Going Backwards Incrementally

Going Backwards Incrementally

Last week, we worked on controlling our center movement during forward steps. Now it’s time to extend that drill so that we can have just as much control when going backwards.

In this drill, we’re again going to imagine that there’s a laser pointer aiming straight down from our center to the floor, and we’re going to watch how the dot on the floor moves through out feet. If you haven’t done the drill recently, take a look at last week’s post for details.

The Drill: Start with your weight fully on one foot, and visualize the dot that represents where your center is over the foot. Adjust your positioning so that the dot is directly over the ball of the foot (front to back) and either in the center of the foot or slightly inside of center (left to right).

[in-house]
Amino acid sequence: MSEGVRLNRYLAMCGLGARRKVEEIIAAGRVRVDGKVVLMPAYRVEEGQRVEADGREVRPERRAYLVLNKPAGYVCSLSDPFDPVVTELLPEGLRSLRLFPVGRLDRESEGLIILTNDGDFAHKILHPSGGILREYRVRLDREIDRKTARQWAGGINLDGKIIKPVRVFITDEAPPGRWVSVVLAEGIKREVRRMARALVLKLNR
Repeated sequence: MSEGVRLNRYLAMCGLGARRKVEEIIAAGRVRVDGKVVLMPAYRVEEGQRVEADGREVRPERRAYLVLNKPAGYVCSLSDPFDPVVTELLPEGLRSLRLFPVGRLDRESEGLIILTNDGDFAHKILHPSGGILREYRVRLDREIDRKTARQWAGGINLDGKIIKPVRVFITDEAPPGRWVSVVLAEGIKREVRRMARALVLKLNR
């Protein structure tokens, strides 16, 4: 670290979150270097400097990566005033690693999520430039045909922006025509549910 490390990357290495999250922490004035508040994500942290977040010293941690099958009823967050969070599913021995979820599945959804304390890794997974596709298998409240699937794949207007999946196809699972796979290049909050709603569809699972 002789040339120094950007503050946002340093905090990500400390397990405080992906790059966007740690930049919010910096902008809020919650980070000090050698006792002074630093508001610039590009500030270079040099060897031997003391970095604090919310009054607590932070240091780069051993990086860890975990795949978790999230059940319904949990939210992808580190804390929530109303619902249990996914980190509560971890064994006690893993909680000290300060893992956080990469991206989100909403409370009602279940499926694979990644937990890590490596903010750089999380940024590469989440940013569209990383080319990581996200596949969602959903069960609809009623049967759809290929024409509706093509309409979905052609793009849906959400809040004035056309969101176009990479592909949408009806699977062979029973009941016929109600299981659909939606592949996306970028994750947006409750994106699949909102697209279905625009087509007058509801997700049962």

Slowly move your center backwards, visualizing the dot moving from the ball of your foot through the middle of the foot and all the way back to the heel. When the dot reaches the front edge of the heel, continue to slowly move the dot backwards as your free leg brushes past your supporting leg and then reaches back.

As the toe base of your free leg makes contact with the ground, the dot should be around the center of your front heel. Using the toe base to control your motion, continue bringing the dot backwards until it is just behind your front foot. You should feel like your back leg is bracing you, although the weight is closer to the front leg.

Control the motion of the dot as you smoothly transition your center through the space between your feet. You should feel like you are working the toe base of your back foot.

As the dot reaches the toe base of your back foot, you should be able to release your front leg. Leave the leg in place, but without any weight, as you move the dot through the new supporting leg, and finally gather and move the leg backwards as the dot reaches the heel of the new supporting leg.

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